How to Enjoy Natural Sweeteners
Three things about sugar are indisputable: we love it, we eat too much of it, and we get sick because of it. While humans had have enjoyed sugar since its domestication about 10,000 years ago, our addictions have been fueled dramatically by easy access, frequent temptation, and misinformation. Sugar is, at the very least, an omnipresent accomplice in the explosion of obesity, diabetes, heart disease, fatty liver, and other chronic diseases. Sugar stimulates pleasure centers in our brain that hook us into a pattern of craving and withdrawal. The food industry knows this and uses a scientifically established “bliss point” to calculate just how much sugar we will respond to best.
Experience tells us that many people grossly underestimate their daily consumption of sugar. According to recent statistics, the average total sugar intake (TSI) of Canadians accounts for 21.4% of their daily calories. The World Health Organization (WHO) recommends a sugar TSI of less than 10% and ideally 5%. This means most of us are consuming four times the ideal according to the WHO. To calculate your sugar intake for a couple of days divide the GRAM amounts on your nutrition facts label by FOUR and convert to teaspoons. For example, twenty grams of sugar equals five teaspoons of sugar per serving size. Note that the gram amount is per single serving size. If you are eating two serving sizes, then you would need to multiply your teaspoons of sugar by two. Health Canada has updated its labels to include a daily value (DV) of 100 grams or 25 teaspoons. Think of this as the daily maximum. This has been criticized as being both too high and not distinguishing between naturally occurring and added sugars.
We all want to have our cake and eat it too. Fortunately, there are many new low and zero-calorie sweeteners on the market that we can use as sugar substitutes. These provide excellent alternatives to artificial sweeteners that raise some concerns. The Centre for Science in the Public Interest (CSPI) provides an evidence-based list of artificial sweeteners they feel are not proven safe for consumers. It can be found here: https://cspinet.org/eating-healthy/chemical-cuisine. Let’s learn about four natural sweeteners that can safely satisfy our sweet tooth without the caloric impact of sugar. The glycemic index (GI) is its relative impact on blood sugar. The lower the number the better. All sugars below are safe for teeth (non-cariogenic).
About: Stevia is an herb that has been enjoyed as a sweetener by natives in South America for hundreds of years. One drawback of Stevia has always been its bitter aftertaste. NOW® Foods has engineered BetterStevia® with an improved taste profile.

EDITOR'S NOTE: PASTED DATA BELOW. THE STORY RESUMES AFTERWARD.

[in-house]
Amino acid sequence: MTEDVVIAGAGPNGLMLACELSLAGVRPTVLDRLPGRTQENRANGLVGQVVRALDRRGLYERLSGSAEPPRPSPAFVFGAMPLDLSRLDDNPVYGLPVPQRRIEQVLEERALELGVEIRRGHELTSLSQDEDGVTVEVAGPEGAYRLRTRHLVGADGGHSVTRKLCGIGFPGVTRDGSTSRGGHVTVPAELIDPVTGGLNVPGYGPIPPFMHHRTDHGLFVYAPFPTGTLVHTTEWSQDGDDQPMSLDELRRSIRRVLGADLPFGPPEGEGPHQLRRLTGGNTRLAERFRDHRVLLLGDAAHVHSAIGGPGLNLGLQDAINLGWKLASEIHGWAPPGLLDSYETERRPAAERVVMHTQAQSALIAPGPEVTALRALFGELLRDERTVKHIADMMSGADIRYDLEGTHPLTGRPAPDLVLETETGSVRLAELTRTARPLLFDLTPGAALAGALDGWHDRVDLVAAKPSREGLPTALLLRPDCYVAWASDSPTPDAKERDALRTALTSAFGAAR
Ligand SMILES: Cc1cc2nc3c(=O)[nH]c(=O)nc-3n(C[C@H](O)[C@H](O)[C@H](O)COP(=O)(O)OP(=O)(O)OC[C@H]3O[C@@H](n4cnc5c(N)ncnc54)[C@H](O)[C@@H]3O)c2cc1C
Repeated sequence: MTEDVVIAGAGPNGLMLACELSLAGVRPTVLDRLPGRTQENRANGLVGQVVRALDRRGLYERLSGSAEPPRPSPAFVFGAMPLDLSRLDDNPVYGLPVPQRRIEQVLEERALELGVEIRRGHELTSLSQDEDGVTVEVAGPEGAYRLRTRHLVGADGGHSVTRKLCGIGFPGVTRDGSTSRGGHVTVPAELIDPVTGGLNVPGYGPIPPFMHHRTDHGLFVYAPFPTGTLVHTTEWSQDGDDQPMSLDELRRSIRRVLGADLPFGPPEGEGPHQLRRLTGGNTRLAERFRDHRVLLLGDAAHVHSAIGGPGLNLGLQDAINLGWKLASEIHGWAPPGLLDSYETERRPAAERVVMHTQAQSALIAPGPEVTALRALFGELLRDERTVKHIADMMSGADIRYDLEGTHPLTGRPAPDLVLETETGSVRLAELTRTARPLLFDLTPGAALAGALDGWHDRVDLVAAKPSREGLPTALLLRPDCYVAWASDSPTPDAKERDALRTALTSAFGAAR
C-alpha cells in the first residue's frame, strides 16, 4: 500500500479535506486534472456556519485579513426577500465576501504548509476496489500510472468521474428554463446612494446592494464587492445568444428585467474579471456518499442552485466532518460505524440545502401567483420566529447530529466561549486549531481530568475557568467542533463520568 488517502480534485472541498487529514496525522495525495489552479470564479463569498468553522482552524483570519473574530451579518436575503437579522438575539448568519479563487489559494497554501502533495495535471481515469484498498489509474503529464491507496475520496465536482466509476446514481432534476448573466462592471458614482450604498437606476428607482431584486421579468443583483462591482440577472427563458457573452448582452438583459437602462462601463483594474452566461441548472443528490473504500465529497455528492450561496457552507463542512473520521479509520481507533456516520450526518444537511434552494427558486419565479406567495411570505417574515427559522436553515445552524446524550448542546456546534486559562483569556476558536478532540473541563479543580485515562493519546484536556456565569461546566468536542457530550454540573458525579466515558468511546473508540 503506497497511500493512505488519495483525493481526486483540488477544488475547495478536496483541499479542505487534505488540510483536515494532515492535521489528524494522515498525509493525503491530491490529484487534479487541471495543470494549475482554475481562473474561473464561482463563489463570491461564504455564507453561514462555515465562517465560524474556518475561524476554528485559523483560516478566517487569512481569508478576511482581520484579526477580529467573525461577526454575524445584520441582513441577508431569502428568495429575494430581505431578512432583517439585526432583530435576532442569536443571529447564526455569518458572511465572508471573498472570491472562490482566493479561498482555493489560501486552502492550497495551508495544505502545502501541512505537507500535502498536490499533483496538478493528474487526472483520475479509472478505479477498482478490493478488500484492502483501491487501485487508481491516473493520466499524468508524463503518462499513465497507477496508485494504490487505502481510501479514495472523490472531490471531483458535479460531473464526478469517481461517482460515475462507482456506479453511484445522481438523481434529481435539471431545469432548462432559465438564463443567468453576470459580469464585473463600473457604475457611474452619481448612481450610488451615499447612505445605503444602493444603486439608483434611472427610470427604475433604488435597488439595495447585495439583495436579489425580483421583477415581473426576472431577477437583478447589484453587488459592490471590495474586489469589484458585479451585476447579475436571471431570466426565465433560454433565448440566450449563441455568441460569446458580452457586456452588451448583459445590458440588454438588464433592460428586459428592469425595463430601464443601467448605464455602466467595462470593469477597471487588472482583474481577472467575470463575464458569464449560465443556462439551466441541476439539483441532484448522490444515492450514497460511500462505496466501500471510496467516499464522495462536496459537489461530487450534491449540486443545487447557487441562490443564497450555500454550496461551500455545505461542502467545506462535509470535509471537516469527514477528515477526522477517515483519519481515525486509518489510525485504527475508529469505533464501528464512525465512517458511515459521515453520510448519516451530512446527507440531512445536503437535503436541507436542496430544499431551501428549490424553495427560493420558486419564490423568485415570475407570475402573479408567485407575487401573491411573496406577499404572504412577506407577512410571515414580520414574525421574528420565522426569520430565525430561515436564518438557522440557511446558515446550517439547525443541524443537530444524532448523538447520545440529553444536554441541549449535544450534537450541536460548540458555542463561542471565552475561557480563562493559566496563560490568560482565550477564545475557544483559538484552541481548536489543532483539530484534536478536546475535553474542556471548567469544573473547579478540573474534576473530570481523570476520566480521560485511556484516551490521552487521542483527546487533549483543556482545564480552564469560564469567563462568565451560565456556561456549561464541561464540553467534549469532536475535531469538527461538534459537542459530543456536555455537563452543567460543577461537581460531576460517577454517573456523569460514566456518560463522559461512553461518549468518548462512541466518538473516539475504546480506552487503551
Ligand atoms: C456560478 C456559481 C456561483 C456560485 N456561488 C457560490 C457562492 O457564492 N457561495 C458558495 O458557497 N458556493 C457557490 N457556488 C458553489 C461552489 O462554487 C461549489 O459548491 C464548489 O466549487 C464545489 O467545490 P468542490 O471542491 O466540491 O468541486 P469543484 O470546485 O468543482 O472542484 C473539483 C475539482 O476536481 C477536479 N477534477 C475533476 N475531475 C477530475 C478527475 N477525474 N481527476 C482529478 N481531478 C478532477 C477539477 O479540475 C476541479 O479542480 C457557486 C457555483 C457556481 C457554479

Sweetness versus table sugar: Sweetness varies by brand and product. NOW® BetterStevia® is thirty to ninety-six percent sweeter depending on the product. See equivalencies here: https://www.nowfoods.ca/now/nowledge/betterstevia-sweetener-equivalency.
Calories per teaspoon: Zero
Glycemic Index: Zero
Tips for use: Since stevia has no BULKING ability, it is best used to sweeten hot and cold beverages. Remember that a little goes a long way!
About: This alcohol-sugar comes in a fine powder extracted from Non-GMO corn.
Sweetness versus table sugar: 75% as sweet as table sugar.
Calories per teaspoon: 0.8
Glycemic Index: zero
Tips for use: Erythritol is an excellent sugar replacement for cooking, baking and beverages. Replace one teaspoon of sugar with one and one-third teaspoons of erythritol.
About: This low-calorie sweetener comes from the fermentation of other natural sugars.
Sweetness versus table sugar: Equal to sugar (one-to-one replacement)
Calories per teaspoon: Ten
Glycemic Index: Seven
Tips for use: Tastes like sugar with a slight “cooling” sensation in the mouth. Can be used for cooking, baking and beverages.
Notable: Toxic to dogs and ferrets. May cause digestive upset in large amounts. This effect is dose-dependent and individual. Tolerance can build with continued use.
4. MONK FRUIT
About: This is an extract from the Lo Han fruit native to Asia. It has been used for thousands of years as a sweetener.
Sweetness versus table sugar: It is 150-400 times sweeter than sugar, depending on product and brand.
Calories per teaspoon: Zero
Glycemic Index: Zero
Tips for use: Great for hot and cold beverages. It can be used for baking if mixed with another sweetener with more bulking properties such as xylitol or erythritol.
These peppermint brownies are sure to become a staple in your holiday baking arsenal. They’re made with organic monk fruit in lieu of sugar, and other simple ingredients like almond butter and flour, but they taste just as indulgent as any other brownie!
1 cup runny cashew butter
¾ cup Now® Monk Fruit with Erythritol
¼ cup + 1 tablespoon non-dairy milk
3 tablespoons favorite cooking oil
2 eggs (Sub.flax eggs to make vegan)
1 teaspoon vanilla
1 teaspoon peppermint extract
½ cup Cocoa Powder, Organic
¾ cup Almond Flour, Raw
1 teaspoon baking powder
½ teaspoon salt
2 crushed candy canes
- Preheat the oven to 350 degrees. Line an 8×8 baking tray with two pieces of parchment paper so they each hang over opposite ends.
- Whisk together the eggs, cashew butter, NOW® Monk Fruit with Erythritol, oil, vanilla and peppermint extract.
- Add in all remaining ingredients, making sure to spoon and level the flour and cocoa powder, don’t pack them into the measuring cups.
- The batter will be thick, but mix with a wooden spoon until well combined.
- Transfer to the prepared pan and smooth out the top.
- Sprinkle with half of the crushed candy canes, reserve the rest for later.
- Bake for 28-35 minutes or until a toothpick comes out clean.
- Remove from the oven and let cool. Top with the remaining candy canes, slice into 16 squares & enjoy!
Servings: 16 pieces